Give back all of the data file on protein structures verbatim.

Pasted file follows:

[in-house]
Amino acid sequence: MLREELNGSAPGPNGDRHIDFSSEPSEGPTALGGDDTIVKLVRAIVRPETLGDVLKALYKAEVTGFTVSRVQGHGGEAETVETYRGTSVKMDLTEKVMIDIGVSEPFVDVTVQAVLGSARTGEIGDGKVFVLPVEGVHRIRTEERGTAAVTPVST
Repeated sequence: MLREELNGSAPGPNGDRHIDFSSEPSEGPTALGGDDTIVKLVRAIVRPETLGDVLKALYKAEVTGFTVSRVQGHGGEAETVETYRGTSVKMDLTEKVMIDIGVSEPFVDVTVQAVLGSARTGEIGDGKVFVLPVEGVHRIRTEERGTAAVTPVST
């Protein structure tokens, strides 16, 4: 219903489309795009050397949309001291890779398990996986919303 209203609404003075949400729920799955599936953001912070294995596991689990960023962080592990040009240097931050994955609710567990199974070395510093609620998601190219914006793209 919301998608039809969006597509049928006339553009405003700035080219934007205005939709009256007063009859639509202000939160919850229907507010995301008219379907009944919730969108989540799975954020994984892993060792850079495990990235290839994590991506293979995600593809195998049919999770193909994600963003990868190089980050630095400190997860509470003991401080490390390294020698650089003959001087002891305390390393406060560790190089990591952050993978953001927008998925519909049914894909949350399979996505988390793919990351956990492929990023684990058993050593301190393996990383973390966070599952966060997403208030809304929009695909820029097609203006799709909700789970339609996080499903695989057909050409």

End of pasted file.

[in-house]
Amino acid sequence: MLREELNGSAPGPNGDRHIDFSSEPSEGPTALGGDDTIVKLVRAIVRPETLGDVLKALYKAEVTGFTVSRVQGHGGEAETVETYRGTSVKMDLTEKVMIDIGVSEPFVDVTVQAVLGSARTGEIGDGKVFVLPVEGVHRIRTEERGTAAVTPVST
Repeated sequence: MLREELNGSAPGPNGDRHIDFSSEPSEGPTALGGDDTIVKLVRAIVRPETLGDVLKALYKAEVTGFTVSRVQGHGGEAETVETYRGTSVKMDLTEKVMIDIGVSEPFVDVTVQAVLGSARTGEIGDGKVFVLPVEGVHRIRTEERGTAAVTPVST
């Protein structure tokens, strides 16, 4: 219903489309795009050397949309001291890779398990996986919303 209203609404003075949400729920799955599936953001912070294995596991689990960023962080592990040009240097931050994955609710567990199974070395510093609620998601190219914006793209 919301998608039809969006597509049928006339553009405003700035080219934007205005939709009256007063009859639509202000939160919850229907507010995301008219379907009944919730969108989540799975954020994984892993060792850079495990990235290839994590991506293979995600593809195998049919999770193909994600963003990868190089980050630095400190997860509470003991401080490390390294020698650089003959001087002891305390390393406060560790190089990591952050993978953001927008998925519909049914894909949350399979996505988390793919990351956990492929990023684990058993050593301190393996990383973390966070599952966060997403208030809304929009695909820029097609203006799709909700789970339609996080499903695989057909050409």